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Cymdeithas Rheilffordd Eryri
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The Project:

The K1 group are responsible for the general upkeep of the locomotive. They look after winter maintenance and any improvements to its operation.

Archived K1 Working Party Reports

July 28th & 29th 2012 K1 Working Party Report. - John Startin

Thanks to John, Martin, Nobby and new volunteer Rob Bushill for their work and company. Thanks to Andy and Tony we had K1 ready over the pit for the weekend.

Solving the steam leaks at the rear of the engine was the main preoccupation. We did though check the blast and pendulum pie clearances with a torch from below confirming a big gap. Is the stainless steel of the blast pipe casing too hard for the material of the pendulum pipe? A consideration when this is attended too.The completed ball joint assembly (Photo John Startin)

The completed ball joint assembly, just awaiting three springs, was returned to site. The J pipe was offered up and fits very nicely, as per the photo on the right. The screws for the J pipe are metric as stainless types are not available easily in BSW. The screws holding the clamp are also stainless requiring an 8 mm Allen key.

The first item taken down was the main steam pipe from the Return Bend to the Y Pipe. We tried this without releasing any other bolts to see how tight it was against the frame. We were able to drop this down without force showing that its length is not far out. The bolts securing the HP steam pipes were checked for tightness and to see if this allowed any movement of the pipes once the Y Pipe was removed. No movement found though the bolts were not properly tight. (The flanges show marks indicating that the bolt faces are not true and this will prevent proper tightening.) The HP pipes were then taken down for examination. The corresponding cylinder faces were found to be in good order and to drawing with graphite cord used as the gasket medium. The spigots of the HP pipes though give concern. They are short on depth (recess) and are of differing inner and outer diameters and not good fits in the cylinders. The flanges have cracks in the brazing to the pipes, as per the photo below. The front faces of the tongues however did subsequently clean up. The use of copper ring gaskets will be used here and perhaps the only answer and deciding how such a ring shall be shaped I shall look for some suitable copper to make the rings required.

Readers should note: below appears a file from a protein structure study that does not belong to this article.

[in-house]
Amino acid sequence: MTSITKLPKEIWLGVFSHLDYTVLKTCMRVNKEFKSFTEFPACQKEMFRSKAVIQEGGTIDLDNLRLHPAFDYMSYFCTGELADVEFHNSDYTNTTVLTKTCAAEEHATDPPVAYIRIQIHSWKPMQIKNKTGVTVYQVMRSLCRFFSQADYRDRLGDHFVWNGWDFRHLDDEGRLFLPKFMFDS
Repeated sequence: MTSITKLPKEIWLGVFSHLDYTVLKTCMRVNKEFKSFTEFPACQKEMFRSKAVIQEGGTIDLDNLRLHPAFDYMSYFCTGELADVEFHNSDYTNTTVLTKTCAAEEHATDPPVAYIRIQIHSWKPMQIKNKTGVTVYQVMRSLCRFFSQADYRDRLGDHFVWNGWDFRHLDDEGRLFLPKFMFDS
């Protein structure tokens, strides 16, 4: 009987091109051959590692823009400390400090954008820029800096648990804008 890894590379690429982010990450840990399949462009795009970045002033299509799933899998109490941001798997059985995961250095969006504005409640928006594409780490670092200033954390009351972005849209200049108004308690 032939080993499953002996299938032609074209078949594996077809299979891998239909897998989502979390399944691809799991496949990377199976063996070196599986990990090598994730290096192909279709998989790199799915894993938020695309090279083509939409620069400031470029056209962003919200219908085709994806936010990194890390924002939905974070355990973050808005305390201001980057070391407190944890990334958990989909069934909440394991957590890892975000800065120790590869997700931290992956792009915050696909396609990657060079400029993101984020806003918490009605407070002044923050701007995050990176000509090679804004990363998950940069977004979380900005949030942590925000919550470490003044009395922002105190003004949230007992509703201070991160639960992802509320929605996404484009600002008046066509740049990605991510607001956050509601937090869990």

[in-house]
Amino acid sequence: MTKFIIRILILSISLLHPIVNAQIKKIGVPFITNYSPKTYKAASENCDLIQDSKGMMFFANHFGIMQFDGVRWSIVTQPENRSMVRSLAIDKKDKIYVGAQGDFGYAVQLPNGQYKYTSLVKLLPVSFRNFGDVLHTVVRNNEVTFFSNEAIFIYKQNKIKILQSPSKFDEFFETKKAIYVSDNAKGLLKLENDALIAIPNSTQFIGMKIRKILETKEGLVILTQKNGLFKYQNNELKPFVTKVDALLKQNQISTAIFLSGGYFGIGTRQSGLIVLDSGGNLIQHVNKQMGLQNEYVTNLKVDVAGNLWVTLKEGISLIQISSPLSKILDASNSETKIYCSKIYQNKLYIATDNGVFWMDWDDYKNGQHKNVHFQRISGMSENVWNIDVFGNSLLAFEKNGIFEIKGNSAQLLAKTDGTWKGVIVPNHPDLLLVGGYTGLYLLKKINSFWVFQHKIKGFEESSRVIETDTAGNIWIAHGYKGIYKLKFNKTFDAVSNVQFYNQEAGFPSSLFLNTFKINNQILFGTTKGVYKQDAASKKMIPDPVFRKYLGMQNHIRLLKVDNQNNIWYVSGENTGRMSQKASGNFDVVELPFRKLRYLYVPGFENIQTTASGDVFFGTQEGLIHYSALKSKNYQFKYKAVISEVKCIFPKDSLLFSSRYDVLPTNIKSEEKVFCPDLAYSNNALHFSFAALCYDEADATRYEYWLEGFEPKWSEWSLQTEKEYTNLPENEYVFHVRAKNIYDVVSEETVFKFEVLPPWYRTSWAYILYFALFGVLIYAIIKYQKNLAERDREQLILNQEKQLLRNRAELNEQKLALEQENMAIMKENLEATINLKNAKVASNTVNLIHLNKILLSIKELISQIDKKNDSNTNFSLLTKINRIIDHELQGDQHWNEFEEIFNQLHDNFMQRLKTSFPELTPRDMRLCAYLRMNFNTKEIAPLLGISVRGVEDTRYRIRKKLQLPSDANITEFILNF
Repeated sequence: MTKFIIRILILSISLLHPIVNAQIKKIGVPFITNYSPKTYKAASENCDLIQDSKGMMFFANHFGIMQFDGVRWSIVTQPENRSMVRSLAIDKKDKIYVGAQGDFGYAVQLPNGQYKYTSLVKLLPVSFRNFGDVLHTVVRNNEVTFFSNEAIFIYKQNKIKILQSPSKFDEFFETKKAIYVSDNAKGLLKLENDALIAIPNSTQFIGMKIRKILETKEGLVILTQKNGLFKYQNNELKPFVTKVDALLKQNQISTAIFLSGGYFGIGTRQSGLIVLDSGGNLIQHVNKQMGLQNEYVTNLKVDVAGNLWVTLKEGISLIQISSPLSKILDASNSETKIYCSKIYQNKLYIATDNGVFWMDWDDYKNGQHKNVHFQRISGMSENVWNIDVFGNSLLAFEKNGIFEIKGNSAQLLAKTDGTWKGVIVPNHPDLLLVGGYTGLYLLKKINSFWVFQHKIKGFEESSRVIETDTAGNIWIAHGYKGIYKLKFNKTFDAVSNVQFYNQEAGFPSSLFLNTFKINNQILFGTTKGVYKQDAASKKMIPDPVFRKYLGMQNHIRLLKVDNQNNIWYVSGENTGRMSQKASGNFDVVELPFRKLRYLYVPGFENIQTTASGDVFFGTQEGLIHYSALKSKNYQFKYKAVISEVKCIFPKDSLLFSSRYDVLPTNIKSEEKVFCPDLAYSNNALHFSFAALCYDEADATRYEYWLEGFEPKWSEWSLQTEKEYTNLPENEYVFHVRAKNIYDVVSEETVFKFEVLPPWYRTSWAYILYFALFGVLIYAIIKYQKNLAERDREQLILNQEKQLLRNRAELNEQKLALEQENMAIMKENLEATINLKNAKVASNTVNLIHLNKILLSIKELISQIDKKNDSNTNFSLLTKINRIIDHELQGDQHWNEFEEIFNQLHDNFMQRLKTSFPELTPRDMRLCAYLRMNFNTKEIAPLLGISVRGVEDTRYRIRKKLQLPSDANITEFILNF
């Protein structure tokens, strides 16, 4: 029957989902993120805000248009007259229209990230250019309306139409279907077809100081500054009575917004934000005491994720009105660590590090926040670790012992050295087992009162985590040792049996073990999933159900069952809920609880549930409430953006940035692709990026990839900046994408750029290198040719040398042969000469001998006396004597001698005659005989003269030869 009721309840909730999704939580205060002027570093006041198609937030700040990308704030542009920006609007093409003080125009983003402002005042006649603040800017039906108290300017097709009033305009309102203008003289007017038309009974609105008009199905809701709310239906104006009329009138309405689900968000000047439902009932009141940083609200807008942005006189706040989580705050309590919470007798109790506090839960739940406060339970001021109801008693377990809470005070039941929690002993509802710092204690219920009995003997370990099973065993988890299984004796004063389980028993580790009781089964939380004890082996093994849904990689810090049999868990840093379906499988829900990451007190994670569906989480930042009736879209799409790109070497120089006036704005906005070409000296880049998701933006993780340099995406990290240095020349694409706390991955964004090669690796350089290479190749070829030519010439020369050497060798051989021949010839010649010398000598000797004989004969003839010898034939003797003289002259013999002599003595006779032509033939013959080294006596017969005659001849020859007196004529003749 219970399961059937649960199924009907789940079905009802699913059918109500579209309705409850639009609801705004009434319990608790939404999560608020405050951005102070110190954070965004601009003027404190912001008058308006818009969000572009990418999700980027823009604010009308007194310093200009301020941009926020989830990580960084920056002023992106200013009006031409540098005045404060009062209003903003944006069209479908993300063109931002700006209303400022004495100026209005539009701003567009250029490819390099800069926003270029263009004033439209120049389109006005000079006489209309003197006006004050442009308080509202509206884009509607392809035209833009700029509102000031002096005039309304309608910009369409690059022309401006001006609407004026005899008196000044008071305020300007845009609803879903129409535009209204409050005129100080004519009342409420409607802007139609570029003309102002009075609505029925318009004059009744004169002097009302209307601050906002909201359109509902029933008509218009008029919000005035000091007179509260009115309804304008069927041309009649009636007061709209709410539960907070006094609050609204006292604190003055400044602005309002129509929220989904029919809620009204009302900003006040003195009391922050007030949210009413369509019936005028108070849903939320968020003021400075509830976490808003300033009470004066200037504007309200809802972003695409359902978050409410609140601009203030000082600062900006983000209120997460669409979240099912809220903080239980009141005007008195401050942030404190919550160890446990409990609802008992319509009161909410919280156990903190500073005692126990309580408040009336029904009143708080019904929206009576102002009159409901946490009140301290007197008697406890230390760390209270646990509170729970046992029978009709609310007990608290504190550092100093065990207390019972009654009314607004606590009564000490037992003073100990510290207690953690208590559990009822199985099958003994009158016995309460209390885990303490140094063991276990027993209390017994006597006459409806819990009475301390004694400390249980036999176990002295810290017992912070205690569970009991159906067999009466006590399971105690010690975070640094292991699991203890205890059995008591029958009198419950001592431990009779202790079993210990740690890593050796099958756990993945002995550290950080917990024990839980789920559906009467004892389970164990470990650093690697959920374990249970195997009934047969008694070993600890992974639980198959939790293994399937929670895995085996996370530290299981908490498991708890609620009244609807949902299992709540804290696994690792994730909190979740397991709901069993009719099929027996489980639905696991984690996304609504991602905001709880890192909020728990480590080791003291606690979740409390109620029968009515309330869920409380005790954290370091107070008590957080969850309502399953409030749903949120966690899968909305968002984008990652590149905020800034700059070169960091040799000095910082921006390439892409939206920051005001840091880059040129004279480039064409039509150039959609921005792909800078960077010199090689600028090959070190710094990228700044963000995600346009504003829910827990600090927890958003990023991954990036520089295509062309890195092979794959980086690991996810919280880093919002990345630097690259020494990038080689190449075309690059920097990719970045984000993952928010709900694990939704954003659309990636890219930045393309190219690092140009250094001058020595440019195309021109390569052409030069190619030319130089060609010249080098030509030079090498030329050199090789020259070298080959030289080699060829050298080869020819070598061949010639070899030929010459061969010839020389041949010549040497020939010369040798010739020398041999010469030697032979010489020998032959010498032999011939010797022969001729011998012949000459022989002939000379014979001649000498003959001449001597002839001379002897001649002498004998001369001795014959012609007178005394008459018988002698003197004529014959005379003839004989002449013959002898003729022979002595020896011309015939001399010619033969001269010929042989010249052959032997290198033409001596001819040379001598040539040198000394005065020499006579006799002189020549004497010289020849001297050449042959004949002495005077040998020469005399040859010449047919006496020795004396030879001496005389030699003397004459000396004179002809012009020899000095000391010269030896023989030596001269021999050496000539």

Cracked flange brazingIn removing the pipes the gaskets were recovered to estimate their compressed thickness. The use of copper rings of sufficient thickness to absorb the error in the tongue height has a knock on effect to the Y pipe and thus to the steam pipe. I have worked this out from the measurements taken but need the conclusion of my discussions with James Walkers for the choice of gasket material. Some work has been done to prepare the flanges faces but this is far from complete. On the last occasion this was never properly finished and that was not appreciated when others carried on with the re-assembly.

This is the third occasion at which these joints have given trouble. I think it is imperative for the future of the engine, the reputation of the Railway and the K1 Group that this is right this time. 

The return bend from the ball joint to the main steam pipe is not to drawing. The drawing shows the frame stretcher though which it passes at 9/16” and the flange face protruding to the front by an eighth of an inch. This is not so. This affects the main steam pipe in that the gasket at this point is difficult to insert uncompressed into the gap. The flange face needs to be relieved by a sixteenth or so to leave a circular flange face of diameter to match the return bend. With the return bend not fully secured to the stretcher and before the ball join housing is fitted it will then be possible to slide the gasket in place. The gasket will need to be square to include the fixing holes to ensure correct location. We should though prefer proper expansion provision to be added as per the NGG16 trombone type joint. Discussions with Andy Shaw suggested a simpler smaller version might be made using ‘Clupit’ type rings.

We added some pipe to the run to feed steam to the turbo-generator but could not get far as there were no fittings available on site. We need two railroad joints to replace the ones previously supplied at the wrong size and a reducer to enter the generator, which must be from the side and not from above. A control valve is needed too.

April 21st/22nd K1 Working Party Report..

The usual two of the team were on site, John Startin and Nobby Clark, Nobby having travelled over in the early Saturday morning from Cambridge.

K1 has a huge following once again illustrated at this Working Party.  An American from New Jersey came to see K1, preferably in steam.  He has been all over the world including the Dundas Tramway in Tasmania and has a strong interest in the Garratt locomotive type not adopted in the States.  We did all that was possible by way of a tour of the engine.